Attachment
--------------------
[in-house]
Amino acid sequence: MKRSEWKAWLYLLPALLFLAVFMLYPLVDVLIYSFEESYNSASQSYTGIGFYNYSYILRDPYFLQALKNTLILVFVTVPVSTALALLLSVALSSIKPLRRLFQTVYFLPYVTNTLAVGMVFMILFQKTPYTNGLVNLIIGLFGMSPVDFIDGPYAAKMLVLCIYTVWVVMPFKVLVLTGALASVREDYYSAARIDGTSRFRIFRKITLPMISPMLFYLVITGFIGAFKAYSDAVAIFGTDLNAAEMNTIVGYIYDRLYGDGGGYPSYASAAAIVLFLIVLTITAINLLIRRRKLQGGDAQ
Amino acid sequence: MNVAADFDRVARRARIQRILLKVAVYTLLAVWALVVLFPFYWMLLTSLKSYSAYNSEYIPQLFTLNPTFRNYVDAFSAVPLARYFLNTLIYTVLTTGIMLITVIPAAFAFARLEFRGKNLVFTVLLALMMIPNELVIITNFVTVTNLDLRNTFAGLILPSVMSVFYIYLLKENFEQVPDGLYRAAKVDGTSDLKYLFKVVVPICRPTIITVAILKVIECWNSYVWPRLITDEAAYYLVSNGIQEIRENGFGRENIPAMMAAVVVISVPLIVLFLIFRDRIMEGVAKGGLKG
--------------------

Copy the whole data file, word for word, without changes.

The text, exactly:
[in-house]
Amino acid sequence: MKRSEWKAWLYLLPALLFLAVFMLYPLVDVLIYSFEESYNSASQSYTGIGFYNYSYILRDPYFLQALKNTLILVFVTVPVSTALALLLSVALSSIKPLRRLFQTVYFLPYVTNTLAVGMVFMILFQKTPYTNGLVNLIIGLFGMSPVDFIDGPYAAKMLVLCIYTVWVVMPFKVLVLTGALASVREDYYSAARIDGTSRFRIFRKITLPMISPMLFYLVITGFIGAFKAYSDAVAIFGTDLNAAEMNTIVGYIYDRLYGDGGGYPSYASAAAIVLFLIVLTITAINLLIRRRKLQGGDAQ
Amino acid sequence: MNVAADFDRVARRARIQRILLKVAVYTLLAVWALVVLFPFYWMLLTSLKSYSAYNSEYIPQLFTLNPTFRNYVDAFSAVPLARYFLNTLIYTVLTTGIMLITVIPAAFAFARLEFRGKNLVFTVLLALMMIPNELVIITNFVTVTNLDLRNTFAGLILPSVMSVFYIYLLKENFEQVPDGLYRAAKVDGTSDLKYLFKVVVPICRPTIITVAILKVIECWNSYVWPRLITDEAAYYLVSNGIQEIRENGFGRENIPAMMAAVVVISVPLIVLFLIFRDRIMEGVAKGGLKG